Pay-per-click (PPC) or Paid Search advertising is a powerful marketing channel that can rapidly grow revenue for outdoor brands. Without a clear, informed strategy, however, runaway spending is a constant risk. Here are some of the biggest reasons for unprofitable paid search campaigns. Even if you are confident that you are getting a good ROI (return on investment) on your paid search dollars, these areas to check can give your paid search advertising performance a boost.
1) Your PPC Account Lacks Specificity and Organization
How close have you looked at your outdoor brand’s PPC performance? Have you mined the data to see where your ad dollars are best spent? Whether your PPC campaign is a raging success or an outright failure, it needs a thorough audit from time to time. By looking into the right metrics, you can find inefficiencies and plug up any areas where you might be leaking money.
If you’re lucky, a few tweaks will get the job done. You will need to utilize your existing paid search data to understand how people search for your products and discover what search queries (notice we didn’t say keywords) do not convert. A conversion is the goal of your paid search program and in most cases that means e-commerce but in some cases that could be a different user action such as “find a retailer”, “subscribe to a newsletter”, or explore a product in more detail. Regardless if the goal of your paid search campaign is direct to consume (DTC) revenue or nurturing consumers towards offline purchases, here are several starting points::
- Look for all the historical search terms that didn’t convert and remove keyword phrases that bring in irrelevant traffic
- Use hyper-segmentation to isolate specific audiences and apply the right messaging to the appropriate consumer
- Closely analyze your existing PPC data to create and grow in-depth keyword lists that target super-specific keywords to gain efficiencies you aren’t getting from campaigns or ad groups that rely heavily on broad and phrase match keywords
- Audit your negative keywords list to make sure you aren’t showing up for irrelevant keywords. (An outdoor brand that sells food products wouldn’t want to overspend on “free backpacking meal recipes,” for example).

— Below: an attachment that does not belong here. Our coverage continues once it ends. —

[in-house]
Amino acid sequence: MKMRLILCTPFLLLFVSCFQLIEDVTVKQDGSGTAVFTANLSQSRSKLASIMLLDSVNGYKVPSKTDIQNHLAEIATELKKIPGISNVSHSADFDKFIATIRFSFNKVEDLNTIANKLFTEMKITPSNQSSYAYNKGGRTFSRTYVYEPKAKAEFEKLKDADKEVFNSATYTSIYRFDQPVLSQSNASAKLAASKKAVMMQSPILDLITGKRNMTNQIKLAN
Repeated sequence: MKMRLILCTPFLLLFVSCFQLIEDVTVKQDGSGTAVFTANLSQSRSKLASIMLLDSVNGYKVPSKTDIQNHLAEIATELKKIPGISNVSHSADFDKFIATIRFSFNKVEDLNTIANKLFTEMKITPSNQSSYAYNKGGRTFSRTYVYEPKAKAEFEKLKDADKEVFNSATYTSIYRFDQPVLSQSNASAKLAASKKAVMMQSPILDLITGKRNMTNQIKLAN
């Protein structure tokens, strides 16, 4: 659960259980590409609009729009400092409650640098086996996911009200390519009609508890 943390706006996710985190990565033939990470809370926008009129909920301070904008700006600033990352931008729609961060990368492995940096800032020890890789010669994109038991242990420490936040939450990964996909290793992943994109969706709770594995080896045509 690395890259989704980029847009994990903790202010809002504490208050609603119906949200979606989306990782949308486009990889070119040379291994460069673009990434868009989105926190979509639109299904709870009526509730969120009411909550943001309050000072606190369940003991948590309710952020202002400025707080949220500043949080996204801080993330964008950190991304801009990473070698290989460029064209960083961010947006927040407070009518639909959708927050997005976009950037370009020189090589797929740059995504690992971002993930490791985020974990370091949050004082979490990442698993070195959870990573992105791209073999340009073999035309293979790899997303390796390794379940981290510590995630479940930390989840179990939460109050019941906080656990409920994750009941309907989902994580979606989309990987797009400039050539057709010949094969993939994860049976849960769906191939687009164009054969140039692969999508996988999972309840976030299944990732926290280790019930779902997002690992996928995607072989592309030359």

With the steps above you can see significant decreases in your average cost per conversion. The ultimate goal should be to eliminate waste and create efficiencies that maximize your paid search ROI while driving more conversions.
2) You Aren’t Focusing on Your Brand
By bidding on branded queries, you can dominate your Search Engine Results Page (SERP) and elbow out competitors who might seek to profit off your name. There’s a big difference between a search for a general product and one specifically manufactured by a unique brand. In most instances, someone searching your specific brand closer to making a purchase. A branded search query is the last mile of a long hike and with a paid brand search ad you can make it easier for the consumer. You can control the consumer’s experience on the SERP. When it comes to seeing a return from Paid Search, even low-volume branded terms can pay big dividends because the conversion rate is likely to be higher. In many instances, these branded keywords will also be relatively inexpensive.
It’s important to engage in aggressive keyword bidding for any search terms that contain your company’s name and products. This is where you can really boost your Return on Advertising Spending (ROAS) for PPC by capturing high-quality leads that are near the point of conversion. At the same time, it’s important to bid high on your branded keywords to guard against competitors who may be trying to move in on your territory. When someone searches for your branded outdoor product or service, you don’t want them to see an alternative at the top of the page. This is especially true on mobile searches where often only two results are “above the fold” or top of the page.